In 1609, Edmond Pearsall and his friends and family members organized the second Virginia Company. They were the heaviest contributors. Every member of the family subscribed either directly or through him, and practically every relative by marriage did likewise. (Ibid. p. 880). Through a family relationship through the Fitz Alans and because of their assistance to him before he became king, King James was favorably inclined to grant the concession to Edmund Pearsall and his family and friends to establish the second Virginia colony. "The General Historie of Virginia, New England and the Summer Isles", by Captain John Smith, published in 1624, contains a list of 'the Names of the Adventurers for Virginia Alphabetically set downe, according to a printed Booke, set out by the Treasurer and Councell in this present yeare,' 1620, and amongst these names are those of Edmund Peashall and Timothy Bathurst." (Ibid. p.881) Earlier unsuccessful efforts at establishing a settlement in America were as early in 1578 in the Chesapeake Bay Country by a patent to Sir Henry Gilbert, followed by a series of like failures. The first Virginia Company (1600-1607) became known as the "Lost Colony". They totally disappeared. The legends of the child named "Virginia Dare" and the fate of the lost colony give rise to much speculation to this day.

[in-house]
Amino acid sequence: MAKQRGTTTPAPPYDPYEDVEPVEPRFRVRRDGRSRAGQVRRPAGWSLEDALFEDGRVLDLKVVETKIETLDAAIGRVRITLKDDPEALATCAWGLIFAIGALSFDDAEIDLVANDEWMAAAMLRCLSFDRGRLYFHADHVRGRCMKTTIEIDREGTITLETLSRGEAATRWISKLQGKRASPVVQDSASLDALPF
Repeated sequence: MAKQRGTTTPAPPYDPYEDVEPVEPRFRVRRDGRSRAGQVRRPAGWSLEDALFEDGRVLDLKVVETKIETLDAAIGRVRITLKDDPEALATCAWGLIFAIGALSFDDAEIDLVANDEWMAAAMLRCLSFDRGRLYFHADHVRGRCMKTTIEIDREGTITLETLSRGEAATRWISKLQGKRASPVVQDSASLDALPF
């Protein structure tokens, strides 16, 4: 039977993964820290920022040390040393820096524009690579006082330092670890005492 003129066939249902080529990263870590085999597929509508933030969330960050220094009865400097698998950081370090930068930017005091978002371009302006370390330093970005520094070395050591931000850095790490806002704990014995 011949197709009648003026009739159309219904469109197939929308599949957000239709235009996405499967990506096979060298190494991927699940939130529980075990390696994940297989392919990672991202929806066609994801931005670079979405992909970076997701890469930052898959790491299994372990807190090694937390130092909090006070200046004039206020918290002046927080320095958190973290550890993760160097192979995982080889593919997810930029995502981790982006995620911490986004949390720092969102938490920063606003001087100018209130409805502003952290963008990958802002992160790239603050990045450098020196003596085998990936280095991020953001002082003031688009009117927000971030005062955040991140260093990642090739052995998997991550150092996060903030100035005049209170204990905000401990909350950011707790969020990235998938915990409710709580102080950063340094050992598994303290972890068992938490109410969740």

King James granted to Edmund Pearsall (Peshall) together with his fellow merchant Edmund White the tobacco concession for Virginia with the obligation to pay the crown 3500 pounds stirling the first year and 7000 pounds thereafter for the tobacco monopoly with the concession to name franchisees to sell the product. This was finally confirmed (retroactively) in 1615. There existed no market for the product in the beginning. The payments were based on fantasy and enthusiasm at that time and were not required. The monopoly only lasted until 1620. Edmund's son Robert was dispatched in 1609 to arrange for the growth of tobacco by the colonists. He stayed until 1612. (Ibid. p.883) "But neither Edmund Pearsall nor his sons or grandsons were ever tobacco planters although, as the colony prospered, there came a time when the fields, gardens, public squares, and even the streets of Jamestown were planted with tobacco. This was because the weed became an article of such universal desire that it was practically the money of the colony of Virginia. Private debts, as well as public salaries and officers' fees, were paid in tobacco and the Statute books, where they mentioned money, also mention the equivalent in tobacco. The salaries of the rectors of the churches were paid in tobacco,.the amount in pounds being fixed by Statute; with the result that the bad quality of tobacco in certain parishes left them almost without the ministrations of the established church. This was specially the case in Nansemond County. The Reverend Hugh Jones, writing of this section in 1724, says some parishes are long vacant on account of the badness of tobacco, which gives room for dissension; that is to say for non-conformist [non Church of England] to thrive." (Ibid. pp. 883-4) Tobacco had been introduced to court in England in 1614. By the year 1620 the amount of tobacco imported to England reached one hundred and forty-two thousand pounds weight. (Ibid. p. 884)